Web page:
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About Search. The President. Thank you all very, very much. Good morning to everyone. Governor Engler, I'm proud to be with you, sir, and thank you for that kind introduction. Greetings to Chick Fisher, your chairman, and Jerry Warren, both of whom have been most hospitable to me.

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I've been here several times before this most distinguished American forum, and I'm delighted to be back. This morning I am here for a very serious speech, serious business. I'm releasing today an Agenda for the American Renewal, and I've come here today to introduce it to you and to the Nation. My agenda diagnoses the economic problems our Nation faces, lays out the principles that should guide us in the years ahead, and explains the integrated approach that I am pursuing to meet the challenge.

Over the past weeks I have been discussing certain elements of my economic agenda, and in the weeks ahead I will be expanding on those and other ideas. The document that I'm releasing today shows how the pieces all fit together. But let's begin this morning by stepping back, taking stock of where we are as a great nation in the broader sweep of history. The American people have just completed the greatest mission in the lifetime of our country: the triumph of democratic capitalism over imperial communism. Today, this year, for the first time since December ofthe United States is not engaged in a war, hot or cold.

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Throughout history, at the close of prolonged and costly wars, victors have confronted the problem of securing a new basis for peace and prosperity. The American people recognize that we stand at such a watershed. We sense the epic changes at work in the world and in the economy, the uneasiness that stirs the democracies who served as our partners in the long struggle.

We feel the uneasiness in our own homes, our own communities, and we see the difficulties of our neighbors and friends who have felt change most directly. We know that while we face an era of great opportunity, we face great risks as well if we fail to make the right choices, if we fail to engage this new world wisely.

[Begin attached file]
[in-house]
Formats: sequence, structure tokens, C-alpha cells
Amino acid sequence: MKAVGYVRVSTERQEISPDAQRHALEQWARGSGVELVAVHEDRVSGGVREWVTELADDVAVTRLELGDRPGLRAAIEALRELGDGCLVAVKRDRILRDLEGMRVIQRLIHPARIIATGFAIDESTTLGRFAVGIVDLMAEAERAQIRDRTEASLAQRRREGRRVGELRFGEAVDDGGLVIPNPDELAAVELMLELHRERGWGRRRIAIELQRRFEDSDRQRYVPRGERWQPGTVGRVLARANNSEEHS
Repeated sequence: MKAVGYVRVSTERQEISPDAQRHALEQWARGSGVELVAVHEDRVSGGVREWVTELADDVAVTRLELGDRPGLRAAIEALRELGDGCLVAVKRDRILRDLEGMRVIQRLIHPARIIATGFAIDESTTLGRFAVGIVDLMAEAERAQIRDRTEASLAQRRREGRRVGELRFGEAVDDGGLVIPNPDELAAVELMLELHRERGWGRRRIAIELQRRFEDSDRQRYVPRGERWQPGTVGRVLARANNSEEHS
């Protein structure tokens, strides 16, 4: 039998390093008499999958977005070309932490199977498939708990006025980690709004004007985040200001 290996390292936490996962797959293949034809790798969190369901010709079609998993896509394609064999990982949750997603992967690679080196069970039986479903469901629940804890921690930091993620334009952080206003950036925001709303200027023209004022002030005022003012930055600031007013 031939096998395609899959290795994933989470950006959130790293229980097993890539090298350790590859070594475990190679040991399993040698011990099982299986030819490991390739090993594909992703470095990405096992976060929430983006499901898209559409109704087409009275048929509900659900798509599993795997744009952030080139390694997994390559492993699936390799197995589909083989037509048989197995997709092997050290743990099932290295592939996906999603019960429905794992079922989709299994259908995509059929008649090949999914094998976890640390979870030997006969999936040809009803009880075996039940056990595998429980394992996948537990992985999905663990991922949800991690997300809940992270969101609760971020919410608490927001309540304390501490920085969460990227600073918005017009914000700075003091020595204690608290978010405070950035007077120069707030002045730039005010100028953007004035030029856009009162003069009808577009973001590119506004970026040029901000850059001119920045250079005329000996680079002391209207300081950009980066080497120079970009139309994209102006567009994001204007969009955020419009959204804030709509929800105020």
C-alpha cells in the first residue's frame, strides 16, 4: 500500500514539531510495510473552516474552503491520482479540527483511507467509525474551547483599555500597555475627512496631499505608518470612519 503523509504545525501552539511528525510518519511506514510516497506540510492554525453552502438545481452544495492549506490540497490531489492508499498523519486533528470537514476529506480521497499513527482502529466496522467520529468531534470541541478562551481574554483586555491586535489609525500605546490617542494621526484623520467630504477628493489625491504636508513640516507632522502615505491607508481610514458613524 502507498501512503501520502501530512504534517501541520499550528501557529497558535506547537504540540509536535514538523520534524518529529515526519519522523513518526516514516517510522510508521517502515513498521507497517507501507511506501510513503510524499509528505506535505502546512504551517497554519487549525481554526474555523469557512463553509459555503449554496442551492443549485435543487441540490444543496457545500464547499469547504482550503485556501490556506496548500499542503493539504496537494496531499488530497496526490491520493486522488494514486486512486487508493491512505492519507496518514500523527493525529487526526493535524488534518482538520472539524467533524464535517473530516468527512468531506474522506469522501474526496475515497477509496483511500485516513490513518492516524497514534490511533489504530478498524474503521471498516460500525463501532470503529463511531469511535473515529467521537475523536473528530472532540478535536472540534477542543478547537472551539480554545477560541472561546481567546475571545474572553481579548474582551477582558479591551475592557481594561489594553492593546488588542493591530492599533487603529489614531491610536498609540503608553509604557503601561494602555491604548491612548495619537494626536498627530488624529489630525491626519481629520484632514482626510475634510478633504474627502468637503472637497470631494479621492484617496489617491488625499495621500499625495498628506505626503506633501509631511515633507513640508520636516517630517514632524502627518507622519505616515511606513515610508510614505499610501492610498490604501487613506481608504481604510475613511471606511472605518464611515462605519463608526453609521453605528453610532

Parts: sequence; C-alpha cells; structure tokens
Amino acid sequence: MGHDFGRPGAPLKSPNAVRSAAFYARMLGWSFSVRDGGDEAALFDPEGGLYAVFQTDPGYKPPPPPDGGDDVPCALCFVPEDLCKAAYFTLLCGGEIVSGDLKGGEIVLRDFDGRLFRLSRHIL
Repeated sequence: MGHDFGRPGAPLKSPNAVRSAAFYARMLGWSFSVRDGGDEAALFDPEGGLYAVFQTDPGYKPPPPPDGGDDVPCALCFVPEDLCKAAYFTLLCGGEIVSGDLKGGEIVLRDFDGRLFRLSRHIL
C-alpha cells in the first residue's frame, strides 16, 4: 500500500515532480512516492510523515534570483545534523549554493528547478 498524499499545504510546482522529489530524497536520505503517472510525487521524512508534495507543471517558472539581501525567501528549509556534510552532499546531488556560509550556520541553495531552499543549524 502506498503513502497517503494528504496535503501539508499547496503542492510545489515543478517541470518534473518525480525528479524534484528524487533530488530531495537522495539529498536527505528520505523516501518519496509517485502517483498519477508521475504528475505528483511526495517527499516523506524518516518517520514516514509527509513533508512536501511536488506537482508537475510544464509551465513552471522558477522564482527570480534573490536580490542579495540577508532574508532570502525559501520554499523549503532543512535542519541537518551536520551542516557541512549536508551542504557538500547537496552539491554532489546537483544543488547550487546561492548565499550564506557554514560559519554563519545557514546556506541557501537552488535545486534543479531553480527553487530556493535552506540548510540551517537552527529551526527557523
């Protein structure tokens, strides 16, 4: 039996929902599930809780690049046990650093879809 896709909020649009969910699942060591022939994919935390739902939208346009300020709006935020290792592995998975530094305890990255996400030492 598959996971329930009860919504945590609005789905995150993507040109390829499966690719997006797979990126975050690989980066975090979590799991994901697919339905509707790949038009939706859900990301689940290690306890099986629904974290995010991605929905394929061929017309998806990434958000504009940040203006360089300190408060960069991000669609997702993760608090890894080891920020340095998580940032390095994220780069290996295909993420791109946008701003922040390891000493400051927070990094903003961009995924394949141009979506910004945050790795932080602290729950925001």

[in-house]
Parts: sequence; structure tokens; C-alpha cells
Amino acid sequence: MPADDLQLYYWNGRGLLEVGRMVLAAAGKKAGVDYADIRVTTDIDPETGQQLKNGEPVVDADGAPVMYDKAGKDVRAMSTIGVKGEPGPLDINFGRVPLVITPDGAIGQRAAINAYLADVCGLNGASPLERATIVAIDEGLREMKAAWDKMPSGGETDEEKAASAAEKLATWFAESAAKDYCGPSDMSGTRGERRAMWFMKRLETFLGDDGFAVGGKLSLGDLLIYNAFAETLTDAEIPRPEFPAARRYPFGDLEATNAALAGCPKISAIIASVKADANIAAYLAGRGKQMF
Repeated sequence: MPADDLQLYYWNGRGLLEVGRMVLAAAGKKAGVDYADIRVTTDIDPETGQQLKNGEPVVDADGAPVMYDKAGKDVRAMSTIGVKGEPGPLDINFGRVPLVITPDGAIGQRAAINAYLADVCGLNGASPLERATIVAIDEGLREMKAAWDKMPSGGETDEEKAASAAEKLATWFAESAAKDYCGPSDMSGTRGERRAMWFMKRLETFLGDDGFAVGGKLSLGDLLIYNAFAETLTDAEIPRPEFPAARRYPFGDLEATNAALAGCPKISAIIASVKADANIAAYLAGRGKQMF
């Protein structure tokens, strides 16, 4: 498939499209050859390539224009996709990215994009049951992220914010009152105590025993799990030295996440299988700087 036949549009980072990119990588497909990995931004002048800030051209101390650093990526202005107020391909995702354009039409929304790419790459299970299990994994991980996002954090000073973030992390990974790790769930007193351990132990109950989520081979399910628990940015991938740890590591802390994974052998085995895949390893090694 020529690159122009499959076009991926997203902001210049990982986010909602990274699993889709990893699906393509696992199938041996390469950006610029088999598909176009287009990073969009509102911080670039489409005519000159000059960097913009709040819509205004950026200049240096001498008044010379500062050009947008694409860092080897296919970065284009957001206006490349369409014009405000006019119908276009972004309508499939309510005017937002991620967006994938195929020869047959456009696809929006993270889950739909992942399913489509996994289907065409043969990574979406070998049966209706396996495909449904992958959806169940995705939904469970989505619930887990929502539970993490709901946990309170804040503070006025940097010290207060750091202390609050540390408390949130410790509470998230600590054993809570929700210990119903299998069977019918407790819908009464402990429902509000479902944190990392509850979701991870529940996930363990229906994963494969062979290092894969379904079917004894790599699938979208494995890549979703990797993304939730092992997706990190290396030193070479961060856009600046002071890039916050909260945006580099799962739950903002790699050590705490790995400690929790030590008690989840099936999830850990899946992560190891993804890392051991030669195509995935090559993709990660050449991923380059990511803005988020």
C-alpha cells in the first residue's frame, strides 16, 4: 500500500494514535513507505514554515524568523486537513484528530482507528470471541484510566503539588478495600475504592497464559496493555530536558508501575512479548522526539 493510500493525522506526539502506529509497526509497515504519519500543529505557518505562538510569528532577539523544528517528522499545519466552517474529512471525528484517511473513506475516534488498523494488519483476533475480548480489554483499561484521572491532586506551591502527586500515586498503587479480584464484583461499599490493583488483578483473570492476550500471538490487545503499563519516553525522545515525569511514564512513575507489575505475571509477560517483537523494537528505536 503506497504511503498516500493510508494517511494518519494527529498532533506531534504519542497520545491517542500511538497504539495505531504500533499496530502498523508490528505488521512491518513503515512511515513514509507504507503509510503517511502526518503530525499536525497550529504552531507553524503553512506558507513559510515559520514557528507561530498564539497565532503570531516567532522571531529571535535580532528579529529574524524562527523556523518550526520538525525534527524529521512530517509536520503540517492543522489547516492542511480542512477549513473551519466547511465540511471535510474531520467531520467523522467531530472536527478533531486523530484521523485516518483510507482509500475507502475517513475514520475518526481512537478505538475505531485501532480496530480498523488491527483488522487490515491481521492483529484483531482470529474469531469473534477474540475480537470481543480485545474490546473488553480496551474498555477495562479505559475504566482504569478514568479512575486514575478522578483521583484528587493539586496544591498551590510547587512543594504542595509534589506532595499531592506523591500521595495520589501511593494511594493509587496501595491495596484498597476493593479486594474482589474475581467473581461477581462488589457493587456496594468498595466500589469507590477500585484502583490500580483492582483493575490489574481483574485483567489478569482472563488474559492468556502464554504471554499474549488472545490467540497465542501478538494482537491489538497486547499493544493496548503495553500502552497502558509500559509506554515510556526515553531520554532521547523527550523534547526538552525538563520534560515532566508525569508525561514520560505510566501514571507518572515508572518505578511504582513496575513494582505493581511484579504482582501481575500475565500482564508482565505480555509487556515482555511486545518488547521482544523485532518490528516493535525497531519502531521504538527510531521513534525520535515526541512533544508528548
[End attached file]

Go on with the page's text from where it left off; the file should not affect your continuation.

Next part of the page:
But America has always possessed unique powers, and foremost among them is the power of regeneration, to transform uncertainty into opportunity. Only in America do Looking for Warren Michigan peopleany left have the people, the talents, the principles and ideals to fully embrace the world that opens before us. For America to be safe and strong, we must meet the defining challenge of the 's: to win the economic competition, to win the peace. We must be a military superpower, an economic superpower, an export superpower. My agenda for renewal asks that we look forward, to open new markets, prepare our people to work, strengthen our families, save and invest so that we can win.

Our renewal depends on economic growth but growth not for the few at the expense of the many, not for the present at the expense of the future. In our country we've always prized an entrepreneurial capitalism that grows from the bottom up, not the top down; a prosperity that begins on Main Street and extends to Wall Street, not the other way around. That's the lesson I learned as a young man, packed up a Studebaker and moved to Texas after another war, at the start of another era. I saw jobs, prosperity, an entire future, built with the hands of ordinary men and women with extraordinary dreams.

Our Nation has never been seduced by the mirage that my opponent offers of a Government that accumulates capital by taxing it and borrowing it from the people and then redistributing it according to some industrial policy. We know that the clumsy hand of Government is no match for the uplifting hand of the marketplace. My international economic and trade strategy will guarantee our position as an export superpower, extending our global economic reach in tandem with our security presence to stretch beyond our borders so that we can create more jobs within our borders.

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At the same time, we need to foster at home the capabilities that will keep us in the lead: radical changes in our education system to prepare our children for a constantly changing workplace; incentives for the entrepreneurs and new technologies to sharpen our competitive edge; job training, health care reform to promote the economic security of our working men and women; and new approaches for reaching out to those who have been left behind, since in the century ahead we will need the talent and the energy of every single American. Finally, because our greatest strengths flow not from Government but from the personal initiative of free men and women, my agenda aims to check the growth of Government and, in some important ways, to reverse it.

Together, the components of this new agenda should renew America according to her most cherished principles. To place this agenda in a larger context, let me turn briefly to five profound changes now at work in our economy. When Americans gather around the kitchen table at night and talk about how they'll meet a mortgage or pay the doctor's bill, they're feeling these changes in their daily lives.